The U.S. Department of Agriculture (USDA) today announced the availability of $65 million through two funding opportunities for new tools, approaches, practices and technologies to further natural resource conservation on private lands through the Conservation Innovation Grants (CIG) program. Of this funding, $25 million will be delivered through President Biden’s Inflation Reduction Act, the largest clean energy and climate investment in history, which directed USDA’s Natural Resources Conservation Service (NRCS) to prioritize CIG On-Farm Trials projects that use diet and feed management to reduce enteric methane emissions from ruminants, as well as other projects that have climate mitigation benefits.
“This year’s Conservation Innovation Grants competition is unique in that we’re able to increase available funds because of President Biden’s Inflation Reduction Act, which will fund projects that address climate change, with a particular focus on solutions to reduce enteric methane emissions, a potent greenhouse gas,” said NRCS Chief Terry Cosby. “Science and innovation are the keys to helping farmers, ranchers and forest landowners succeed in the face of global challenges, like climate change. We’re eager to see what innovations come to fruition and can be integrated into our programs and tools, thanks to this influx of new funding.”
This announcement is part of the Biden-Harris Administration’s Investing in America agenda, a key pillar of Bidenomics, to grow the American economy from the middle out and bottom up, by rebuilding our nation’s infrastructure, driving over $500 billion in private sector manufacturing investments to date, creating good-paying jobs, and building a clean energy economy to tackle the climate crisis and make our communities more resilient. The Inflation Reduction Act provided an additional $19.5 billion for NRCS conservation programs, including $25 million for this year’s CIG On-Farm Trials. NRCS is committed to supporting farmers, ranchers, private landowners and Tribal Nations, to build resilient agricultural operations, combat climate change, ensure equity, and support voluntary conservation on working lands.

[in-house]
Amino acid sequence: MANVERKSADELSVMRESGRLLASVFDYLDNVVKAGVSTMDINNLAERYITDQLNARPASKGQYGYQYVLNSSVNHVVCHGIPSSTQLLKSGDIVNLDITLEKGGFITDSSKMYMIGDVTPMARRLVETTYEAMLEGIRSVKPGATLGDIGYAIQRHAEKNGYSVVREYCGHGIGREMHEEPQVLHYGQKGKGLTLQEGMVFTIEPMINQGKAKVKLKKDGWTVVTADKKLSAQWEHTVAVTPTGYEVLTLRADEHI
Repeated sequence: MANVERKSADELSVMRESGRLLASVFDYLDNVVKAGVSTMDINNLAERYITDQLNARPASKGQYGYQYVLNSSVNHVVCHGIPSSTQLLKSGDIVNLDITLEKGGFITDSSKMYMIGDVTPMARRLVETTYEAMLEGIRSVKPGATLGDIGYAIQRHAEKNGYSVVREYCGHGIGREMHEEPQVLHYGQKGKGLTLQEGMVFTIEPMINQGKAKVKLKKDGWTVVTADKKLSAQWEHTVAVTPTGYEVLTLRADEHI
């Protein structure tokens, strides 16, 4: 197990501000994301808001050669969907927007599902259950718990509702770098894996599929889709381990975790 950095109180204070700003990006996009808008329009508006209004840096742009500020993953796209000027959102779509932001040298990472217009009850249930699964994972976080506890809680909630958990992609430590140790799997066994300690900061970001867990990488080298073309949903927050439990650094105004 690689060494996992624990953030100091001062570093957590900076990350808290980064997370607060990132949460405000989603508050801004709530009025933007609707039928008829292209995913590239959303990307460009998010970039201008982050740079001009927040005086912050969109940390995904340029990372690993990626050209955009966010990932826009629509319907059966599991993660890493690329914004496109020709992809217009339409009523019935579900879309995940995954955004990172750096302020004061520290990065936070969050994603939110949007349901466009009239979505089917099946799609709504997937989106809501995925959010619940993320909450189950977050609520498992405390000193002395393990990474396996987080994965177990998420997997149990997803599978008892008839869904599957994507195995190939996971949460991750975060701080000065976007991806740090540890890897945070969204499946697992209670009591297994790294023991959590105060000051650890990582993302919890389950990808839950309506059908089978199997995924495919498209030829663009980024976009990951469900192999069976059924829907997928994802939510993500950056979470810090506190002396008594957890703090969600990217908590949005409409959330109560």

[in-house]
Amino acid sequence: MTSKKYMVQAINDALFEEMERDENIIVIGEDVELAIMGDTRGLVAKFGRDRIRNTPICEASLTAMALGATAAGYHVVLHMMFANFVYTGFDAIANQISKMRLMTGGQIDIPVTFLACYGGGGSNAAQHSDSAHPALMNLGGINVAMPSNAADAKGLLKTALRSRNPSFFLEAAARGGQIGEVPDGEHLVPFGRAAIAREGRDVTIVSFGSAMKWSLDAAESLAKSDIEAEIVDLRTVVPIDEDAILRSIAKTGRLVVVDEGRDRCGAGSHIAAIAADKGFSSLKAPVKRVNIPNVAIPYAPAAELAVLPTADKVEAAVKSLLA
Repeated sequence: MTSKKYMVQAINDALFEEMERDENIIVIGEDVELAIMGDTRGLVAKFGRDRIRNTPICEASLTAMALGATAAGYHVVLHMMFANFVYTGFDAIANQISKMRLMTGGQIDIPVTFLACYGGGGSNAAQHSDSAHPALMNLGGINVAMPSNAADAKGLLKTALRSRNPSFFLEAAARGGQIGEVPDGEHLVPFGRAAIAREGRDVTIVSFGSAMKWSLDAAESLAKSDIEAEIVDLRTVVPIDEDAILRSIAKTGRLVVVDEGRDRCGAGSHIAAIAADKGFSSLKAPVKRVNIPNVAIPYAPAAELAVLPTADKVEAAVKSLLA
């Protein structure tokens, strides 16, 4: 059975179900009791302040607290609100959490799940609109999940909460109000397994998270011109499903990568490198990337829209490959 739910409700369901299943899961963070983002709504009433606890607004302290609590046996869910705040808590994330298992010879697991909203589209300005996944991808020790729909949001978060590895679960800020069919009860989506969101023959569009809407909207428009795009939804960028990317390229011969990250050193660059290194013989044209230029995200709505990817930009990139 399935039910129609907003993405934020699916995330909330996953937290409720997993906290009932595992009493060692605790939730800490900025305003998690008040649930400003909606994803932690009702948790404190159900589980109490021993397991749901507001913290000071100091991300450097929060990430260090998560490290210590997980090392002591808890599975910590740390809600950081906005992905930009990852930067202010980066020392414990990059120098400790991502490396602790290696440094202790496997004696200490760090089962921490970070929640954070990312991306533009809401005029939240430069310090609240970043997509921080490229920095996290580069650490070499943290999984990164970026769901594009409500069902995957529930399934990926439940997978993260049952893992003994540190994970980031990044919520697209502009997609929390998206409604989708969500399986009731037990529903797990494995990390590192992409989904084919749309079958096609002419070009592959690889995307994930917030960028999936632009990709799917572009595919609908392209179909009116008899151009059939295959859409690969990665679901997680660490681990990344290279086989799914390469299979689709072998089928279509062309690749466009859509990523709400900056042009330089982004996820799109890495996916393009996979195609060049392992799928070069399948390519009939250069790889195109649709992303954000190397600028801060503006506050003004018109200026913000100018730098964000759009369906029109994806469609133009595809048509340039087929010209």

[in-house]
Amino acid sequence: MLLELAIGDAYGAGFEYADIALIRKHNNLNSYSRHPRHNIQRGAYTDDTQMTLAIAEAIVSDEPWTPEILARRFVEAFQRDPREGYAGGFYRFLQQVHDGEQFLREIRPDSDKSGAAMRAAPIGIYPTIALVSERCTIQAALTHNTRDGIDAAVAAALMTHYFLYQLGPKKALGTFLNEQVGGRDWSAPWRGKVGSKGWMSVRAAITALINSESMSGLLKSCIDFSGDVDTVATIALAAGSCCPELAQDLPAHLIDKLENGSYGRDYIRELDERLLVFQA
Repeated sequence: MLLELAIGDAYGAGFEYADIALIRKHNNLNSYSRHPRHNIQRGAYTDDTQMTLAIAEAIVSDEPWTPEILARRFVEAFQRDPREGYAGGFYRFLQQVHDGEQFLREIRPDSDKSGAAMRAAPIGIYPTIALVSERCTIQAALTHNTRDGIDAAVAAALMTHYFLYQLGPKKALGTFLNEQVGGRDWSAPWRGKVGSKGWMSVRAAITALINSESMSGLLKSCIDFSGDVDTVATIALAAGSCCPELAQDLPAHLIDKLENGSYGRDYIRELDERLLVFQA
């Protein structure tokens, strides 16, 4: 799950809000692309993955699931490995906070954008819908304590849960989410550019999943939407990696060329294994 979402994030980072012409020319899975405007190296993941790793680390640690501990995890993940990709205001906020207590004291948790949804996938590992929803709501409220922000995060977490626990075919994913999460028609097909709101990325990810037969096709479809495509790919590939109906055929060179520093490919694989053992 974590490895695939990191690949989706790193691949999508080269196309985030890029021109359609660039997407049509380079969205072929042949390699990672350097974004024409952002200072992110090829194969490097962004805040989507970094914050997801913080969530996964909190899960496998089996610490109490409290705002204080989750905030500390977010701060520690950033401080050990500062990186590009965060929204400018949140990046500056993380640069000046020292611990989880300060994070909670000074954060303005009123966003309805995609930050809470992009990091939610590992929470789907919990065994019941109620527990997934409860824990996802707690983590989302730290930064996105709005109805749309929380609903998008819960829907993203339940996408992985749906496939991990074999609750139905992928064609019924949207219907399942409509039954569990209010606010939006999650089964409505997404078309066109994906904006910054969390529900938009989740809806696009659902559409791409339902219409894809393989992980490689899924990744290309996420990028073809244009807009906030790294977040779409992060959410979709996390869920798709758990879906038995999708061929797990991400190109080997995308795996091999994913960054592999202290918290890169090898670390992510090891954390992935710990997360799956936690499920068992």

Two separate CIG funding opportunities are now available on grants.gov: $50 million through CIG On-Farm Trials and $15 million is available through CIG Classic.
For CIG On-Farm Trials, this year’s funding priorities are:
- Irrigation water management technologies
- Nutrient management
- Feeding management and enteric methane reduction
- Grazing lands
- Soil health demonstration trials
For CIG Classic, this year’s funding priorities are:
- Habitat conservation and restoration for wildlife and invertebrates
- Managing agricultural lands to improve local water quality
- Energy conservation
- Strengthening conservation through indigenous knowledge
Strong consideration will be given to proposals that include Historically Underserved entities and individuals.
This opportunity is open to all domestic non-federal entities and individuals based in the United States for projects carried out in the U.S.
Applications are being accepted now through October 30, 2023.
CIG is a competitive grants program. Through creative problem solving and innovation, CIG partners work to address our nation's water quality, water quantity, air quality, soil health and wildlife habitat challenges, all while improving agricultural operations. CIG contributes to USDA’s efforts to address climate change through climate-smart agriculture.
CIG On-Farm Trials projects feature collaboration between NRCS and partners to implement on-the-ground conservation activities and then evaluate their impact. Incentive payments are provided to producers to offset the risk of implementing innovative approaches.
The Soil Health Demonstration (SHD) Trial component of On-Farm Trials focuses exclusively on implementation of conservation practices and systems that improve soil health.
A critical element of each On-Farm Trials project is the project evaluation. Partners must propose robust scientific approaches to their On-Farm Trials, resulting in data and analyses of the environmental, financial, and to the extent possible, social impacts of the trials.
NRCS will use the results of On-Farm Trials project evaluations and analyses to explore the development of new NRCS conservation assistance, guidance documents, technical tools, and conservation practice standards or modifications to existing ones.
Since 2004, CIG has invested $411.8 million to fund 842 innovative projects and 435 partners. Source : usda.gov